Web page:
Highlights of the 2014-2015 Ontario budget

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TORONTO – Ontario’s minority Liberal government unveiled the 2014-2015 budget on Thursday.

Here are some of the highlights:

— The deficit is expected to rise to $12.5 billion next year from $11.3 billion in 2013-14, before falling to $8.9 billion in 2015-16. The Liberals say they still plan to balance the books by 2017-18.

— Revenues are down almost $1.2 billion from the budget projections for 2013-14 to an estimated $115.6 billion.

— Program spending will grow next year by almost $3 billion.

— Net debt ballooned to $269.2 billion for the year ending March 31 from $252.1 billion the previous year, leaving a debt-to-GDP ratio of 38.9 per cent, which is expected to grow to 40.3 per cent next year.

— A new Ontario Retirement Pension Plan for people without a workplace pension will require contributions from employers and workers of 1.9 per cent of salary. Someone earning $70.000 a year would pay $1,263 into the pension plan and their employer would match that amount. The new plan would be introduced in 2017.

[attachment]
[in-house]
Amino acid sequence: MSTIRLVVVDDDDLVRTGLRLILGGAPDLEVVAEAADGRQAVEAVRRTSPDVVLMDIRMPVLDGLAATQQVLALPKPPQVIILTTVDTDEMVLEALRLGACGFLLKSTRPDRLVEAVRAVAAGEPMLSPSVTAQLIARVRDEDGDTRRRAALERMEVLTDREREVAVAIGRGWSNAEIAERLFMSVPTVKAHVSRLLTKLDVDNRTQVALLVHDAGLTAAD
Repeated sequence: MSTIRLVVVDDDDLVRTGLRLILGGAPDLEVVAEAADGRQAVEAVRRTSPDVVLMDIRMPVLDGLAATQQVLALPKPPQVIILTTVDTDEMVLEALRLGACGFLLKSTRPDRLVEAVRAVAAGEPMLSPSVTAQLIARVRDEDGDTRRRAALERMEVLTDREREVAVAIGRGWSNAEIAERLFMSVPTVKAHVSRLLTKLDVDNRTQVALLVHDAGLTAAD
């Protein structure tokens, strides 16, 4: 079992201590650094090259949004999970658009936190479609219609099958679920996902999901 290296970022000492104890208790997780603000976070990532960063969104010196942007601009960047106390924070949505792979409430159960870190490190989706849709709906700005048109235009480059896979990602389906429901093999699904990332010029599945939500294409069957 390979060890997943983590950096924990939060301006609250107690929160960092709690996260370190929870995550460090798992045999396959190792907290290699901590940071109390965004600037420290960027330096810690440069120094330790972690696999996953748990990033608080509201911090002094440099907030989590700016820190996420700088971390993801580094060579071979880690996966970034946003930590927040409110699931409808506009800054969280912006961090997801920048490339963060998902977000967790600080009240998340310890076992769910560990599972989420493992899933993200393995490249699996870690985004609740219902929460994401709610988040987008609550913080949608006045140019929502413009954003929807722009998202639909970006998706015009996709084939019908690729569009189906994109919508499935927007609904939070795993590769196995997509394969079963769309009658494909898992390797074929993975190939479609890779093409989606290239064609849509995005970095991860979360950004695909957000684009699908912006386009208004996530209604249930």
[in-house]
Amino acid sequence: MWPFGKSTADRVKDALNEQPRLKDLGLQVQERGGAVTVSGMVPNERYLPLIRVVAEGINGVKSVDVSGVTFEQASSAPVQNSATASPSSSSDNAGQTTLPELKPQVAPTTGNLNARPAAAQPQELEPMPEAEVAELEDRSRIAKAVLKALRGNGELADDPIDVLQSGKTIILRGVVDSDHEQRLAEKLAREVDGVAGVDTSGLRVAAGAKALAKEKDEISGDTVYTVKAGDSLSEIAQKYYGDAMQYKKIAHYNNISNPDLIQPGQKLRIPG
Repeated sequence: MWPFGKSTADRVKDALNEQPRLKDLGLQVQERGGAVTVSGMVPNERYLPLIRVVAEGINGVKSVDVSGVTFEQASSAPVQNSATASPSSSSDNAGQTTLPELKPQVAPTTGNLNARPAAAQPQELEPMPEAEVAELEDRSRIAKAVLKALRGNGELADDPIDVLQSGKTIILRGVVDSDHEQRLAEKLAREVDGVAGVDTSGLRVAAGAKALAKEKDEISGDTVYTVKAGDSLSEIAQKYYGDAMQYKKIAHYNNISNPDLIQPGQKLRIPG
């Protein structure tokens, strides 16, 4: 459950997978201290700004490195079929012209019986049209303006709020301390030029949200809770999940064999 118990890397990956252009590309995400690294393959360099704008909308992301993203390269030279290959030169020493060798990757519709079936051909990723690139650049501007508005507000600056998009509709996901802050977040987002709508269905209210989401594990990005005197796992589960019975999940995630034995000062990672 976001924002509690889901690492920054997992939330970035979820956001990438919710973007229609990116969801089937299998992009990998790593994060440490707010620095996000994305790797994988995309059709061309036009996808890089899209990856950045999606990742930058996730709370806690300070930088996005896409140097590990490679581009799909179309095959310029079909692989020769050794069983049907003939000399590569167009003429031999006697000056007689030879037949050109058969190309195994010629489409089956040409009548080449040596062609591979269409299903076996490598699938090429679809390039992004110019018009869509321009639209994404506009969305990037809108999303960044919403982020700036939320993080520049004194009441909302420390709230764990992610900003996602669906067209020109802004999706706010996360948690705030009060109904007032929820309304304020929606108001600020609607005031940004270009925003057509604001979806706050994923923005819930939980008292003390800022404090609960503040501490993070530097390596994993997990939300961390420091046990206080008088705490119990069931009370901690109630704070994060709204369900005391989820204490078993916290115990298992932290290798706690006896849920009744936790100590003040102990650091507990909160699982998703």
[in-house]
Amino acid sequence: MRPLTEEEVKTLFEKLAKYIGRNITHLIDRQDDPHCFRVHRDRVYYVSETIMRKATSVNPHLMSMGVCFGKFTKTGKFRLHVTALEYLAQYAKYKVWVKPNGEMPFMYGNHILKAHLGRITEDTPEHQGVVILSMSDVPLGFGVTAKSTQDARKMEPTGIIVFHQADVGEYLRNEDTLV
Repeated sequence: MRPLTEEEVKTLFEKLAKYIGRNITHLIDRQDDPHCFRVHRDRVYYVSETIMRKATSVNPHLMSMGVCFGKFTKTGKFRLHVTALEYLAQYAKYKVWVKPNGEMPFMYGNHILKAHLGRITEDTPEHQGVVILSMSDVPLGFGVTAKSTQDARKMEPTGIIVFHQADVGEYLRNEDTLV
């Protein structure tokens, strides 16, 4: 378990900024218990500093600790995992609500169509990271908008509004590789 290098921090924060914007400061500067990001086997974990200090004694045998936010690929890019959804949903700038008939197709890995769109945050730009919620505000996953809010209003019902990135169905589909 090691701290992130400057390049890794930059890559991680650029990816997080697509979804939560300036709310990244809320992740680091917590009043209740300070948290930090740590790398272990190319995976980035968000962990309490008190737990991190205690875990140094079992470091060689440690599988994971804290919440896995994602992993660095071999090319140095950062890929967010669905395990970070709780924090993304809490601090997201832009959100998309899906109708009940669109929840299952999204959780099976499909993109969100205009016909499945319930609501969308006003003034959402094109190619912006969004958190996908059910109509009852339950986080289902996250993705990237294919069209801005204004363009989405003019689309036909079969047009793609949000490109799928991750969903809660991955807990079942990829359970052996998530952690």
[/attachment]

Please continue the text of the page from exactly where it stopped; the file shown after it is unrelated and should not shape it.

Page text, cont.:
— There will be a new tax rate of 12.16 per cent on income between $150,000 and $220,000. The 13.16 per cent tax rate for incomes above $514,000 will now apply to incomes above $220,000.

— $29 billion over 10 years for public transit, roads, bridges and infrastructure.

— $11.4 billion over 10 years for hospital expansion and redevelopment projects.

— $11 billion over 10 years to repair, upgrade and build new elementary and high schools.

— $2.5 billion over 10 years for a new jobs fund which would give grants to corporations.

— $1 billion to help build a road to the remote Ring of Fire mineral deposit in northern Ontario, but the money is contingent on getting matching funds from the federal government.

— $810 million over three years for community supports for adults with developmental disabilities.

— $294 million for a program that helps prevent homelessness.

— $32 million to expand school breakfast and lunch programs.

— Increasing social assistance rates by one per cent for people on disability supports and welfare.

— Replace the Northern Allowance for people on social assistance with a Remote Communities Allowance adding $50 a month for the first person and $25 a month for each additional family member.

— Hiking the provincial tax on aviation fuel by four cents a litre over four years.

— Increasing the tobacco tax from 12.35 cents a cigarette to 13.975 cents or $3.25 on a carton of 200, but the tax rate on cigars remains unchanged at 56.6 per cent.

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